Patrolling open-water triathlons

The view from the safety kayak


Ever wondered what it is like to be in the water safety kayaks patrolling open-water triathlons? Andy Garlick (Meridian Canoe Club) and Martin Suzan (Swim Safety) tell all…

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The increasing popularity of open-water swimming means that we are asked to provide safety cover for more and more events each year.

All of us are skilled kayakers in our own right, some with decades of experience, and our National Governing Body the British Canoe Union requires us to keep our first aid and rescue skills updated, and periodically checks that we are doing this.

Some of us have also undertaken the recently-introduced Swim Safety award from the BCU Lifeguards in order to better understand events from your viewpoint, which includes a short cold water swim alongside a kayak.

The different teams and roles involved

For large competitions and mass participation events there will usually be a swim safety co-ordinator, who oversees the various safety elements such as land-based staff, medics and paramedics, safety boats, kayakers etc, although for smaller events this role may be allocated to a race director. 

At larger events kayakers are normally divided into teams, each of which wear the same coloured tabards (coats). There is normally a lead kayak, who is there to help to guide you around the course, and we also provide lots of cover for the last few swimmers at the rear. This is partly to give you help and encouragement, and partly to prevent the wave behind running into you!

Sometimes it can become a pretty long commitment, and we have been known to stay with competitors for as long as 90 minutes for a 1500m swim on occasions. The last swimmer is referred to as “Charlie”, which is our code for the tail-end swimmer.

Common problems in the swim

The problems we see most often include wetsuits which are too tight around competitor’s necks, cramp due to over-stretching a muscle, and coughing and spluttering due to taking on a mouthful of water. If this happens, all you need to do is to tread water and put a hand in the air, and we will be with you as quickly as we possibly can. 

You are allowed to take a break and use our kayaks for support while we help you to take remedial action, although we cannot paddle you along the course as you rest, because this is classified as outside assistance.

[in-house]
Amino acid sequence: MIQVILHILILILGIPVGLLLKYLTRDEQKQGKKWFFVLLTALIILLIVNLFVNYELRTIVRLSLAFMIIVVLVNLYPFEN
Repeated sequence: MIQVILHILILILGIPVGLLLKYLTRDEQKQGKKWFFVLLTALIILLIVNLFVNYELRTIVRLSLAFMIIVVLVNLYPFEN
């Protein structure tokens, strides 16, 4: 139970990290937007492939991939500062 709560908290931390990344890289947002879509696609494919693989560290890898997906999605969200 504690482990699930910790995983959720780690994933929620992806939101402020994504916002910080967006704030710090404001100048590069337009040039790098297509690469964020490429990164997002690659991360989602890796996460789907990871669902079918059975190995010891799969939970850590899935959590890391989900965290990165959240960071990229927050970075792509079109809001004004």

Most kayaks have a grab loop at either end which makes a useful point for you to get hold of, while others have deck lines which are serve a similar purpose. Don’t worry about us, we can support ourselves by balancing your additional weight using our bodies and paddles, and even if you do manage to capsize us, we can quickly righten ourselves.

If you do not wish to (or cannot) continue swimming, we normally ask you to hold onto our kayaks while we paddle you forward or backwards out of the main course. We will then raise our paddles to summon a safety boat which will take you to an evacuation point or to medical personnel.


If we need to get to a swimmer in need of assistance in the middle of a pack we will always approach from the rear and carefully position ourselves to prevent boat or paddle contact with those still swimming.

If the swimmer is motionless then we will probably want to get to them as rapidly as possible, so we may well paddle across your path – apologies for this, but our priorities are clear at times like these. 

Normally kayakers will be deployed around the course to ensure that you are never more than 50 metres from waterborne safety. We aim to cover the water close to you with kayaks and have powered rescue craft available in the background, which we can rapidly summons for help.

If you are swimming way off course, we do try to correct you back onto the straight and narrow. We know from experience that shouting at you is not going to generate any response (!), so we have to find other more subtle ways to communicate with swimmers.

We hope this gives you a flavour of the effort that we put into keeping you safe. If you do get a few minutes spare as we are coming off the water, please come and say hello, it kind of makes our day!

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(Photo: Swim Safety)